Cast: Anil Kapoor, Ajay Devgn, Zayed Khan, Boman Irani, Sameera Reddy, Kangna Ranaut
Priyadarshan is a comedy film man. Well, mostly. With Tezz, he has tried to pull a fast one. Pun not intended.
“English filmein bahut dekhta hoga,” says Arjun Khanna (Anil Kapoor), retired counterterrorism officer in the UK. The same can be said about Priyadarshan. He liberally uses Hollywood film Speed as reference point to tezz his train of thought. It’s officially an action thriller, no denying that. You know something’s wrong when you laugh when you’re not supposed to.
Aakash Rana (Ajay Devgn), Adil Khan (Zayed Khan. How convenient is it to use a name like that and then say we’re not being xenophobic?) and Meghna (Sameera Reddy) plant a bomb in a train going from London to Glasgow. Railway traffic controller Sanjay Raina (Boman Irani) has just seen his daughter off on the same train. Sanjay has a personal reason to stop the bomb from exploding. There’s a catch: if the speed of the train goes below 60 km/hour, the bomb will explode. Sounds familiar? Never mind. Aakash keeps the railway control room on their toes with constant updates about the train, while asking for an insane amount of money.
The film opens with a sullen Aakash in a courtroom, where his marriage to Nikita (Kangna Ranaut) and stay in the UK has been deemed illegal. Immigration authorities deport him to India, only so he could return four years later to bomb UK trains. Sounds frivolous, feels even more stupid than that. Since it’s a foreign setting, a tinge of racism, misleading terror suggestions and fake tempers (mind you only Indians in high positions) slyly make entries and exits.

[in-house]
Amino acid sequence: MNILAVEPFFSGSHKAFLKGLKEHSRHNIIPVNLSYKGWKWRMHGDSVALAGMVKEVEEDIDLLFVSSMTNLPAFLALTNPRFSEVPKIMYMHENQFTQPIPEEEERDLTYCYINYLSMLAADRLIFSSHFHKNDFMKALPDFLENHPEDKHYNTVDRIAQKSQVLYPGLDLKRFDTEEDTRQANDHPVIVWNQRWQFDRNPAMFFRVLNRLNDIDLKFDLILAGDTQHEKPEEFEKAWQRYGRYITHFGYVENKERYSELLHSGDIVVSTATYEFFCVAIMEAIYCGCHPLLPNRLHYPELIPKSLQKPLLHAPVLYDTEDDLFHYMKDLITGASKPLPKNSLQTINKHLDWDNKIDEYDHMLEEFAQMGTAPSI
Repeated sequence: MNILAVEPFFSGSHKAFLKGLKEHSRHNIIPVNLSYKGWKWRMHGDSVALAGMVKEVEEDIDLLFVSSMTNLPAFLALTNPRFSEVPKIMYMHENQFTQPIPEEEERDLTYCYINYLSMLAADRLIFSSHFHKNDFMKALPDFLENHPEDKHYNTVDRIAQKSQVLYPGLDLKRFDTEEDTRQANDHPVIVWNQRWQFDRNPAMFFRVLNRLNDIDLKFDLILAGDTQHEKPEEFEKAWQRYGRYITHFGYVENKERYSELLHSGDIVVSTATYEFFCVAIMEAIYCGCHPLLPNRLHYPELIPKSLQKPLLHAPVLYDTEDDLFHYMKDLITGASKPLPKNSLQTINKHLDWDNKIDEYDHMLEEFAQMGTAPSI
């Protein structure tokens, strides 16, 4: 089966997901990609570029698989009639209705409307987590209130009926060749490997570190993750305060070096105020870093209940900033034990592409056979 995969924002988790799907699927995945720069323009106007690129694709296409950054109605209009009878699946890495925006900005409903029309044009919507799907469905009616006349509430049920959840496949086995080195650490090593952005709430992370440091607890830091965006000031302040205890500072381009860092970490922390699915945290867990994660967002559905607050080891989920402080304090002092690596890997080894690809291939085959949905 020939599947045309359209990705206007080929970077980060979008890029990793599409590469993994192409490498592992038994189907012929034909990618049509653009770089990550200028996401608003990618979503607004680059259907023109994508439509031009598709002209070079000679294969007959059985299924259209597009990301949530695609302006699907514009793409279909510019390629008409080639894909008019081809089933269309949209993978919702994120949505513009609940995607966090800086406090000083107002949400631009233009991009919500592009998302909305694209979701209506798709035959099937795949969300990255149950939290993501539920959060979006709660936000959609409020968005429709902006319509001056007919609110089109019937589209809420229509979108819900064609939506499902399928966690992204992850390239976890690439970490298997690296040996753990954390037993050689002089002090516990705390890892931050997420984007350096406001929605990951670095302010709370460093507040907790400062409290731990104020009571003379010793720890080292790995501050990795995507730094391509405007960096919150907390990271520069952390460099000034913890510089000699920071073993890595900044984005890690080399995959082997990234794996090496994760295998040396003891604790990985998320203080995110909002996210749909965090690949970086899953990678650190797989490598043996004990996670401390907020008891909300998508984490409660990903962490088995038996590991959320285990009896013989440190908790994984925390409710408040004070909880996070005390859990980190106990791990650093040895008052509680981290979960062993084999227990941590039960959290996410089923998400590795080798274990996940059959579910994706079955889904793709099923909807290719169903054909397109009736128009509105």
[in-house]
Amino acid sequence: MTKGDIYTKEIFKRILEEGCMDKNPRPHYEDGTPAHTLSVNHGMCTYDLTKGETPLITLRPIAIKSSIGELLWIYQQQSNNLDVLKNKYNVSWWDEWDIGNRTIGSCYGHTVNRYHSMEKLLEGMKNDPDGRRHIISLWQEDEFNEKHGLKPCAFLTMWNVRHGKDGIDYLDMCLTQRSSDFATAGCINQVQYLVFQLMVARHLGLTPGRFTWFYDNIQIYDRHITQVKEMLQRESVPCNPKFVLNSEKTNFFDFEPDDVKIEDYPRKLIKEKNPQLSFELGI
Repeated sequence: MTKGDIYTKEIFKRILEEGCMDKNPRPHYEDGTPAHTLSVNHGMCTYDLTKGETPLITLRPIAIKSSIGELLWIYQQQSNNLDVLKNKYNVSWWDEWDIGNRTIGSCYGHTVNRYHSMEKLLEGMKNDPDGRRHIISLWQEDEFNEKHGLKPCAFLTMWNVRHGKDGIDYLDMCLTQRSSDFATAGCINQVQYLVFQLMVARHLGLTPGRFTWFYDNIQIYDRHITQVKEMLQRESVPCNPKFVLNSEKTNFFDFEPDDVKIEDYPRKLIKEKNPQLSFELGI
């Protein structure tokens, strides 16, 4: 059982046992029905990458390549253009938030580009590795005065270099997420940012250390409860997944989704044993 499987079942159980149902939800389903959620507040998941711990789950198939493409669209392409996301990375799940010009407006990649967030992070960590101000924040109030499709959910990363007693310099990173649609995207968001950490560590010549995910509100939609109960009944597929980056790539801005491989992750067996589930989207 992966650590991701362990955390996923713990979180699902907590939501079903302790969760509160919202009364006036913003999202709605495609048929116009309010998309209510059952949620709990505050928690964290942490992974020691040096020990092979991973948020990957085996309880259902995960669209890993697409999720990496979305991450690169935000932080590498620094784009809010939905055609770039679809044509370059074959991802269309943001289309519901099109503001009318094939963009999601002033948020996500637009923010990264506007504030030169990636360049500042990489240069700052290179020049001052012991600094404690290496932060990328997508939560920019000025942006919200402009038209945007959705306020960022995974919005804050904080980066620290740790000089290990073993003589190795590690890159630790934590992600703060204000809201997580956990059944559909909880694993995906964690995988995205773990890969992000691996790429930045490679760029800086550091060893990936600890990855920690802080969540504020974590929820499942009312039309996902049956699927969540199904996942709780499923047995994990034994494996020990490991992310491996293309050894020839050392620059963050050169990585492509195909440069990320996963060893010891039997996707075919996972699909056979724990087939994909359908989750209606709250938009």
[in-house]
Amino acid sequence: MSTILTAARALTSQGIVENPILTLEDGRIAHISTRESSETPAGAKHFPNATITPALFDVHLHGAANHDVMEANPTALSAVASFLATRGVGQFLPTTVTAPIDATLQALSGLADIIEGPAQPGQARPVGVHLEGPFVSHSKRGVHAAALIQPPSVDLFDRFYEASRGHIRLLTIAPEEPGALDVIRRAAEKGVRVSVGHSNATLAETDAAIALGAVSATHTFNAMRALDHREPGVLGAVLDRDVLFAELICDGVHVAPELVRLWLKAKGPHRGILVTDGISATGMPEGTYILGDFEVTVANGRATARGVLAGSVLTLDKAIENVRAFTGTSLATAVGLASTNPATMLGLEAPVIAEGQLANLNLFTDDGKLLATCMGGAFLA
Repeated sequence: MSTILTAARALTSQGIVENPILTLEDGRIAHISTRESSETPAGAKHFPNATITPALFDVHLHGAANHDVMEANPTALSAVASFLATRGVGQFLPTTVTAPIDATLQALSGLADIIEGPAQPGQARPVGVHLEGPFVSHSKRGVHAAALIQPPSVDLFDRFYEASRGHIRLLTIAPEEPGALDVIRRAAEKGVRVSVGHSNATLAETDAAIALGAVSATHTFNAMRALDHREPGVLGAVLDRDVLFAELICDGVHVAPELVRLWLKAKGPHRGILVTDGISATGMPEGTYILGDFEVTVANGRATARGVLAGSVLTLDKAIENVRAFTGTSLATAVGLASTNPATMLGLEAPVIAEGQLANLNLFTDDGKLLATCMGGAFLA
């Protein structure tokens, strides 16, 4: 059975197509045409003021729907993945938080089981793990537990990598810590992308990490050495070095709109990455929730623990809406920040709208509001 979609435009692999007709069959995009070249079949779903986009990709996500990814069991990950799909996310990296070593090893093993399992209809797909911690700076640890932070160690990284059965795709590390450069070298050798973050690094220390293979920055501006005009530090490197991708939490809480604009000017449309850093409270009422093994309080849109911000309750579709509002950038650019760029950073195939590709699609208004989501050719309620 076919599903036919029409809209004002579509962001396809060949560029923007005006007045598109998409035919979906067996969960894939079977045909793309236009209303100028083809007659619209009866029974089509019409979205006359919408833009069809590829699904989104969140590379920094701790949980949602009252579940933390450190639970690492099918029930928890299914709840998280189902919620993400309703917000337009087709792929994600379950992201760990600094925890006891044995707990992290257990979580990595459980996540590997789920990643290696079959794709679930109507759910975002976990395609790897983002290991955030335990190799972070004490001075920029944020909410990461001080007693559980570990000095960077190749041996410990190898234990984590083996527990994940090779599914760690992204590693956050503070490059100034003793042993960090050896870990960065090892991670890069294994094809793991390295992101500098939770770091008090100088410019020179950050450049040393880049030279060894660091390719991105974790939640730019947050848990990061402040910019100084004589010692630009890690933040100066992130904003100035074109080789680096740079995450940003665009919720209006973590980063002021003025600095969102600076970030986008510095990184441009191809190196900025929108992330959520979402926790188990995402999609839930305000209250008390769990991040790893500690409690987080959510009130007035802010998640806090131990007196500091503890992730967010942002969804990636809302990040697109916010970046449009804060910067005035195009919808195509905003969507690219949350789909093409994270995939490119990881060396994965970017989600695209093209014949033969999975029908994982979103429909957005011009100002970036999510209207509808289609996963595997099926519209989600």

Many questions fly fast and furious: Who goes bombing trains for being caught living illegally in a foreign country?
Why demand ransom when all you want is to be with your family?
Is being a former boss good enough reason for ex-employees to blow themselves to smithereens?
If you’re a criminal, get over and be done with your crime. Why subject a compatriot to dialoguebaazi on family life and children?
Without doubt, some of the chase sequences are gripping and well-executed but the sense of déjà vu always lingers. Only this time Bollywood faces are in the middle of the action. Kapoor and Devgn are very good. Khan looks out of touch and lost (PS: He acted in a film called Speed in 2007. It had nothing to do with the Keanu Reaves-starrer Speed Tezz is borrowed from. But was the remake of another Hollywood film altogether. Confused? It’s alright). Even the filmmakers thought Khan was so useless; they gave the good stunts to Reddy, who is equally dazed because she has a brother who’s on his way to going blind. Really now? As ex-employees why they agree to be part of Devgn’s plan is another discussion altogether. Then there’s South star Mohanlal, too, sadly reduced to a portly police officer waylaid on the ill-fated train. Kangana Ranaut has more of a cameo (thank heavens for small mercies). Sabu Cyril’s production design gives Tezz a slick look, but the script falters so much the pace stops mattering.
May be Priyadarshan should stick to mindless comedies, so we can be sure we’re in safe territory. You won’t be missing much if you skipped Tezz.